Link via DECAFBAD.
UPDATE: Here's a button:
I love the web.
Via Kottke, an an excellent primer on Photographer's rights. The author, attorney Bert Krages, (like me, a Northwestern alum) covers all kinds of issues photo buffs are likely to encounter in the field.
One important issue to keep in mind - only alluded to in the disclaimer - is that this primer covers only the picture taking process and does not address publication rights. For example, Krages correctly states that one may take pictures of children in public places; however, it would usually be advisable to get a release form before publishing a picture of someone's child.
Every once in a while I follow a link on someone's blogroll and discover a fun new site. Take A Peek is a brand new blog with promise. And next time I'm in Texas, I'm definitely going to give a shout-out.
We're just a few days away from welcoming our little one to the world - we're almost counting days on our fingers.
While I'm not sure if I'll ever be quite ready, there's one thing that's prepared ahead of time for our child: a weblog.
Dineen's been writing for months now, and the story is ready to be told. Congratulations, it's a bouncing baby weblog.
Jury trial tomorrow.
I'm busy loading my weapons of choice.
And I'm looking for the whites of their eyes.
UPDATE: Tepper tells the tale.
Unfortunately, we did lose. Not in the jury box - I think I did a pretty good job of explaining the case to the jurors. As Dave has already explained, the judge didn't let the jury decide the case because, as a matter of law, the defendant couldn't be held liable for the acts of his independent contractor. (At least in this case).
I felt at least a little bit better when the attorney for the Defendant told me that my examination of the witnesses - David and the defendant - scared the daylights out of him. Like I said, I think the jury got the picture.
So we lost this time, but I think this loss is limited to this case. First of all, the Virginia legislature has significantly revamped the anti-spam laws. I don't necessarily think they are written any better this time around - they're just a s byzantine - but they are definitely tougher. And unfortunately, they make it harder for small ISP's to go after spammers, and weaken the "bounty hunter" effect the soon-to-expire law has. Of course, when the driving force behind the law is AOL, big shock that it's written to favor large ISP's.
This was my first jury trial in Virginia. One thing I found interesting about the process is how Fairfax County Circuit Court handles jury selection. When the parties first enter the room, each counsel table contains a list of the jury pool. That list contains information about each potential juror - name, address, occupation, spouse's name and occupation, and - here's the kicker - landowner status.
Yes, in a jury trial in Virginia, you are entitled to consider whether the potential juror is a landowner when selecting a jury. It makes my old joke about gaining the franchise when we bought the house a little more real.
One last interesting note about the jury pool in Fairfax County - of the occupations listed, roughly half were tech-related. Network administrator. Programmer. Computer consultant. Two of the jury pool - one of whom actually made it on to the jury - actually admitted to being regular readers of weblogs. All but one - who we didn't select - used email on a regular basis. Now you know why I said I thought the jury got it? If the rest of Fairfax County looks like this jury pool - and I have no reason to believe it won't - then Fairfax is death to the spammer whose fate rests in their hands. I look forward to trying that case next time around.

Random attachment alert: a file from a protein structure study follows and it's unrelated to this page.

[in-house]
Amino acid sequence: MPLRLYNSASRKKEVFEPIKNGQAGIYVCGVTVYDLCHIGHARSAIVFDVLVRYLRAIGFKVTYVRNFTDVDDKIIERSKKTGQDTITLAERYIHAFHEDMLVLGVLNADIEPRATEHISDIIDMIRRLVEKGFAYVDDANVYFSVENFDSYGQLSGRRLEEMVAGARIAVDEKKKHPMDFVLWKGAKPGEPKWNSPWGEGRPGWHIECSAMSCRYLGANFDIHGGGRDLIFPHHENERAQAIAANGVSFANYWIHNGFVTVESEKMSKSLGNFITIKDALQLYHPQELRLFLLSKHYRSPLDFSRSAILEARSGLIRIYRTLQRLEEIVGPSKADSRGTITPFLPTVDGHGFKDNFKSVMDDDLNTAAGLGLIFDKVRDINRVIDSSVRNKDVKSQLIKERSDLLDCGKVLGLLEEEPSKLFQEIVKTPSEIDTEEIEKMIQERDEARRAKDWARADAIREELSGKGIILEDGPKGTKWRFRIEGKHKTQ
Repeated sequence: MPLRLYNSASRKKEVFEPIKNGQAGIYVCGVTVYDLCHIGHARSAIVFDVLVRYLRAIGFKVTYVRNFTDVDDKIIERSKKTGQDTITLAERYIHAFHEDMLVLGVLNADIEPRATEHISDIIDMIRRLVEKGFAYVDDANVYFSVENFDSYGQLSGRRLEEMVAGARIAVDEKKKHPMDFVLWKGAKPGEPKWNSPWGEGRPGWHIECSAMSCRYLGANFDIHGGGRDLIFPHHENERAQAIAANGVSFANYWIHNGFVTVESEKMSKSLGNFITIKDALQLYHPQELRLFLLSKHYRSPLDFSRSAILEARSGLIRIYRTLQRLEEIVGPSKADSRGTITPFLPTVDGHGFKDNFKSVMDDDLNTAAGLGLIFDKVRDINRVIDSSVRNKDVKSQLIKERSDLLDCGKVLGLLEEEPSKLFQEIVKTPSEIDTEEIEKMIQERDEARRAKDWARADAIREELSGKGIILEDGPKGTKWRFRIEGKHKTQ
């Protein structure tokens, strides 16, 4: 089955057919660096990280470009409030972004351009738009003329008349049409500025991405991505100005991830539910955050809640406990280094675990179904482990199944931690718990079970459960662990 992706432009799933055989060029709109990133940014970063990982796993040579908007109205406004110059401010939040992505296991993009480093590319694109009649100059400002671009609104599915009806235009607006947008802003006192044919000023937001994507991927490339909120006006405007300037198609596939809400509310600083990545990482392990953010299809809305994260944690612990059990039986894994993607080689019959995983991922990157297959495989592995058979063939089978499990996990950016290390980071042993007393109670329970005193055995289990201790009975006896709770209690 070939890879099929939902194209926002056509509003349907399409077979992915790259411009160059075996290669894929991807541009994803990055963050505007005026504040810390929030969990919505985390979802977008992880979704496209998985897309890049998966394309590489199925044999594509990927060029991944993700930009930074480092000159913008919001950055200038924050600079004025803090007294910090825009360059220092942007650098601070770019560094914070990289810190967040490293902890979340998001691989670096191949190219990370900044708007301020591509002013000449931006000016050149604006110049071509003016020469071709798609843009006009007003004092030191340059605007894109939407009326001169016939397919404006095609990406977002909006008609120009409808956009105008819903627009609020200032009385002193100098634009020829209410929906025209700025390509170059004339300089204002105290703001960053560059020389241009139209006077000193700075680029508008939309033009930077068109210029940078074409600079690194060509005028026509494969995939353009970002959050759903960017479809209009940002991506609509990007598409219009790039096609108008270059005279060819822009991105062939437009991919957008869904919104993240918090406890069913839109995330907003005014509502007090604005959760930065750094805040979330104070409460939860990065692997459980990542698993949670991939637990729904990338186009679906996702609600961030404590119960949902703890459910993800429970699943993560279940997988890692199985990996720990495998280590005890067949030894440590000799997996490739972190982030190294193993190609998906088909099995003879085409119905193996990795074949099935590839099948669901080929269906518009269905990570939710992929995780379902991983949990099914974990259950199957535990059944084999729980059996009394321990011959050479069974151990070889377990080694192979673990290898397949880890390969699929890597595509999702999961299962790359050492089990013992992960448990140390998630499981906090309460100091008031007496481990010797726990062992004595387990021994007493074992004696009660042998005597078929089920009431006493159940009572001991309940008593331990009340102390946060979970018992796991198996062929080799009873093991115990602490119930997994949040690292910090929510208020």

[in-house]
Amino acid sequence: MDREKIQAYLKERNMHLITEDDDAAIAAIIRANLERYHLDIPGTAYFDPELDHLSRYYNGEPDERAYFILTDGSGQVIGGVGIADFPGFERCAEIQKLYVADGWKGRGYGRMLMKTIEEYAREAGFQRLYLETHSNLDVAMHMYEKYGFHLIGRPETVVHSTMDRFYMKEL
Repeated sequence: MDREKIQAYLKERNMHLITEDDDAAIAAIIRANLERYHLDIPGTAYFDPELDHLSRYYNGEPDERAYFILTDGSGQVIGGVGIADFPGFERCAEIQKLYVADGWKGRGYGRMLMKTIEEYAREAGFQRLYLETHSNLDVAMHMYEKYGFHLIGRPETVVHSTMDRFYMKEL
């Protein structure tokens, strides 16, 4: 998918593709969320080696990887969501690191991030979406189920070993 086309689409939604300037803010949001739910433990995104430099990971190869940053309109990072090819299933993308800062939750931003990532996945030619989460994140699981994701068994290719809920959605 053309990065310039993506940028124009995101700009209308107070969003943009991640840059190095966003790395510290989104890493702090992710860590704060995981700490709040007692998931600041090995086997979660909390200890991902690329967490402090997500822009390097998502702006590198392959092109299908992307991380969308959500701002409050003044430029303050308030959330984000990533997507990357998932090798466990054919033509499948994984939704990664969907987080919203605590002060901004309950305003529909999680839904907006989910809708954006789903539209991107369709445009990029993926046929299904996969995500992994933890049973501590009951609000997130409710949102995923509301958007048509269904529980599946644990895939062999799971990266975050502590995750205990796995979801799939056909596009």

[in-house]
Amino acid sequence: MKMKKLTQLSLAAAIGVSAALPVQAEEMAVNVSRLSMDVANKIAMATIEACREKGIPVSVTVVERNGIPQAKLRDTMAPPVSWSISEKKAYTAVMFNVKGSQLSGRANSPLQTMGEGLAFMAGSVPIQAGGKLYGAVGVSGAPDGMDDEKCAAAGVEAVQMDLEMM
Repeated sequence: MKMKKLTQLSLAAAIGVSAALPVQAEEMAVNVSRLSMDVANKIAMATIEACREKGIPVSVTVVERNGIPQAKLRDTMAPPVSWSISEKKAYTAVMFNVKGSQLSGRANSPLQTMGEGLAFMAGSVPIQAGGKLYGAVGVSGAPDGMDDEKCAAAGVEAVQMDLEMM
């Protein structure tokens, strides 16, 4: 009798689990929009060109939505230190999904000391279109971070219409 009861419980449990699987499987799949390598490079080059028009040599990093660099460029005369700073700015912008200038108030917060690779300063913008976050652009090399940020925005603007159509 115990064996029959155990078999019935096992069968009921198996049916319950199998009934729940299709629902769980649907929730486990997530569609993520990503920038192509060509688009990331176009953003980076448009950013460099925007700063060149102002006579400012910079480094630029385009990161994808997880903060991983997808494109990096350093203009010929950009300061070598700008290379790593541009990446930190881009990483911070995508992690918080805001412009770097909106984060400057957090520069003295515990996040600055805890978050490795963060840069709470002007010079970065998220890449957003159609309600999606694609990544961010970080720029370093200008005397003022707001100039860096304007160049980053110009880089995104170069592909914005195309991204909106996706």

When I went off to college, my parents came up with me to help me move in. Mom had all the nifty ideas for decor - and since it was the 80's I won't reveal what they were - and Dad and I did a lot of lifting boxes and suitcases full of my worldly possessions. When my sister went to college a few years later, we repeated the scene - the whole family hopped in the car and spent the weekend creating the perfect environment for her to live. I'm sure there were lots more examples of my parents doing this over the years, but these are the two that came to mind today.
This Sunday, Dineen and I - with her mom's substantial help - spent much of the day starting to prepare the perfect living environment for our own child. I found myself with a roller of yellow paint, standing on a stepladder, realizing how I'm coming full circle, from being coddled and cared-for to doing manual labor for a little person I haven't even met yet.
The room is coming along nicely, but with move-in just over a month away, we've still got a lot of work yet to do.
Some of you are already familiar with the Great hoopla.com Domain Name Robbery of 2002 and the subsequent aiding and abetting by certain evil clowns in North Carolina. Yesterday I received a phone call from the office of the Attorney General of the State of New York. It seems that enough New York residents have complained about VeriSign's business practices that the NYAG is opening a consumer protection investigation.
This is just a preliminary step, and action, if any, may be a long time coming. But the AG's office is very interested in hearing from New York residents who have had similar experiences with VeriSign. If New York residents have been impacted in large enough numbers, the AG's office may take this very seriously indeed. The assistant attorney general I spoke with could not indicate what they might do in this particular case, but she did advise me that the AG is empowered by New York law to sue wrongdoers on behalf of New York consumers, asking for damages and - cross your fingers - possibly injunctive relief.
If you are a New Yorker or know one who has lost a domain name due to VeriSign's neglect or indifference, please contact me at the office and I will put you in touch with the investigation team.